Research Dr. Bryan Tilt
Research Interests: Sustainable development, environmental risk assessment, pollution, community participation, natural resources, fisheries management
Geographical Areas: China, North America
I am an environmental anthropologist whose research focuses on contemporary China. I am also increasingly getting involved in research projects here in Oregon and elsewhere in the United States. My work is guided by three central questions with both scholarly and practical significance:
- What role does culture play in shaping people’s interactions with the natural environment?
- How do individuals and communities balance the need for economic development with the imperative for environmental protection?
- How can anthropological theory and method be applied to help communities find sustainable solutions to the problems they face?
Many of my research projects have applied outcomes, and I am interested in working with community members to shape policies that promote both human welfare and environmental sustainability. I collaborate frequently with Chinese colleagues from Minzu University of China, Sichuan Nationalities Research Institute, Yunnan University, and Yunnan Academy of Social Sciences. Recently I have been working on several projects related to water resources and dam construction in China. One project called the Integrative Dam Assessment Model (IDAM) is a collaboration with several Oregon State University Colleagues and received financial support from the National Science Foundation. Another project involved interviews with policy makers and NGO staff members dealing with water management issues in China; this project was supported by a Fulbright Senior Research Scholar Fellowship.
Prior to joining the Anthropology Department at OSU, I worked for two years as a research contractor at the Alaska Fisheries Science Center in Seattle, Washington, one of several major research facilities of the National Oceanic and Atmospheric Administration (NOAA). I worked in the Economics and Social Science Research Program, primarily on a project called "Fishing Communities of the North Pacific". My role in that project included researching how coastal Alaskan communities manage and use fishery resources, assessing the state of community viability by using social and economic indicators, and writing reports for intra-agency policymakers. As a result of this experience, I maintain a strong side interest in natural resource management and fisheries.
RECENT RESEARCH PROJECTS
Airborne: Pollution, Human Agency, and New Visions of Sustainability in Global China (In Collaboration with the University of Oslo, Norway and Zhejiang University, China)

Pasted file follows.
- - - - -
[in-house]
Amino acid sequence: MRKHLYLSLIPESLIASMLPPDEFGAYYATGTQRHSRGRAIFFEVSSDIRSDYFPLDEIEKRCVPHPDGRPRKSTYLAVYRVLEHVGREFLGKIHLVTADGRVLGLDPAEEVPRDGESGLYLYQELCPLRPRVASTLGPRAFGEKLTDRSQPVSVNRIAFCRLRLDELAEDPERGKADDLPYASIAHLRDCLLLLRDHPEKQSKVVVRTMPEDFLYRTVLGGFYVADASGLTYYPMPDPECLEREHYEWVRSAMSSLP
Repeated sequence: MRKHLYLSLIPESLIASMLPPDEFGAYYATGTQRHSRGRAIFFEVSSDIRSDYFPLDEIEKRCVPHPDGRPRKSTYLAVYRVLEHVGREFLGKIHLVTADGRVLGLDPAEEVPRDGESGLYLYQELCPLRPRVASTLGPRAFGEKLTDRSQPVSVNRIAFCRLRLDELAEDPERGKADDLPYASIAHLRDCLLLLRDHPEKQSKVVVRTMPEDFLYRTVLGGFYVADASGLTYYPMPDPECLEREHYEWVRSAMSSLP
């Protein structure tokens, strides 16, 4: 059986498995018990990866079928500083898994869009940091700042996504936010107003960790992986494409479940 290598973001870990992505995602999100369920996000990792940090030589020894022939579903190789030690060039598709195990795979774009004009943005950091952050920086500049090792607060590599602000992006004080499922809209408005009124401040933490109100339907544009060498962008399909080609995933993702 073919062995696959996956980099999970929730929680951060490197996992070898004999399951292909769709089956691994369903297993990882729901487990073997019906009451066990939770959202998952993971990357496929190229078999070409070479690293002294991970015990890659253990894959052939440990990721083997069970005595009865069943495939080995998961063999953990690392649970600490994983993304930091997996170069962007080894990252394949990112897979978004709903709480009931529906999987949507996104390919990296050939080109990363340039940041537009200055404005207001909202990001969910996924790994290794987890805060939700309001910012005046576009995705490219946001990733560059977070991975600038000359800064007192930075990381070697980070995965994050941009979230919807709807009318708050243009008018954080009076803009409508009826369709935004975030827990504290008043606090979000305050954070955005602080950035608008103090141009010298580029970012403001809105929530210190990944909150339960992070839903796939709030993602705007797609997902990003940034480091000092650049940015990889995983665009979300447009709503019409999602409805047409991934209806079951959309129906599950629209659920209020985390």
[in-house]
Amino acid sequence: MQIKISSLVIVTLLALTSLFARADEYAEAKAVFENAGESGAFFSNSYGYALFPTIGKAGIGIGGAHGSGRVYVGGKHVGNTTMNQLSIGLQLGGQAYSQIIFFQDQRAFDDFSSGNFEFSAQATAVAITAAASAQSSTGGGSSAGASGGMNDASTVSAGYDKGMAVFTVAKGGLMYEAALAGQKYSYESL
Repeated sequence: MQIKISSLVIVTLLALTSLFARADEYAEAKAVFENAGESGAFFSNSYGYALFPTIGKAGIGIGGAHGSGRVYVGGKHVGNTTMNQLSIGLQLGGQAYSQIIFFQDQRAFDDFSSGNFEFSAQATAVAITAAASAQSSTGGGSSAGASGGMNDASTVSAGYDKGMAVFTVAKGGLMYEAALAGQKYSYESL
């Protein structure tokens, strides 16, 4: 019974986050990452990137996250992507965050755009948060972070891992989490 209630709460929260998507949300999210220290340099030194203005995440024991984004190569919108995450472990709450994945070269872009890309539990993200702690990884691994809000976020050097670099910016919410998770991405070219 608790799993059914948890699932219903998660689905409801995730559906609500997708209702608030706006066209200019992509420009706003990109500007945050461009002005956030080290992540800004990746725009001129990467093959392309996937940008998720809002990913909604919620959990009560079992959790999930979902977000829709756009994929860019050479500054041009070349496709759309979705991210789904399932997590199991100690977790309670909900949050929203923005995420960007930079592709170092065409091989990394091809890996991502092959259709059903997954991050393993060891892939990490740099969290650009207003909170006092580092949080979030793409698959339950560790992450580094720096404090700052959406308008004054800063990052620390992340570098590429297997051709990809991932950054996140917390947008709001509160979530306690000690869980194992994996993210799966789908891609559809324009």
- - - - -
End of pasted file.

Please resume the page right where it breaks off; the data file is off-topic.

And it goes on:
The Moral Economy of Water Resources in China
Growers’ Perspectives on Adopting New Technologies in the Ornamental and Fruit Tree Sector
Tribal-University Collaboration to Address Tribal Exposure to PAHs and Improve Community Health
Interdisciplinary Research and Methods for Assessing Dams as Agents of Change in China
Community Impacts of Wave Energy Development on the Oregon Coast
Modeling the Ecological, Economic and Social Effects of Dams in China
Improving Community Profiles for Fishing Communities in Oregon, USA
Field Research on Industrialization and Community Development in Sichuan and Yunnan, China
Research on Community Profiles for the North Pacific, National Oceanic and Atmospheric Administration, Economics and Social Science Research Program
IN THE MEDIA
- Roundtable on China's Environmental Crisis, Voice of America, "China Focus" Program, July 25, 2014
- "Hydropower as an Alternative Energy Source in China: Costs and Benefits," National Bureau of Asian Research. April 28, 2014
- "As the Countryside Gets Polluted, Farmers Can Only Rely on Themselves," China Youth Daily. November 6, 2013. In Chinese.
- "An Evolutionary Step," International Water Power and Dam Construction. January 4, 2012.
WORKING WITH GRADUATE STUDENTS
I am always interested in working with graduate students whose research interests coincide with my own. Over the past few years, graduate students working with me have been involved in projects in the United States and China, and have received research funding from the following sources:
National Science Foundation, Human and Social Dynamics Program
National Science Foundation, Risk Management Sciences Program
National Oceanic and Atmospheric Administration
Oregon Sea Grant
Oregon Wave Energy Trust
Sasakawa Young Leaders Fellowship Fund (Oregon University System)
OSU Graduate School Internationalization Grant
U.S. Department of Agriculture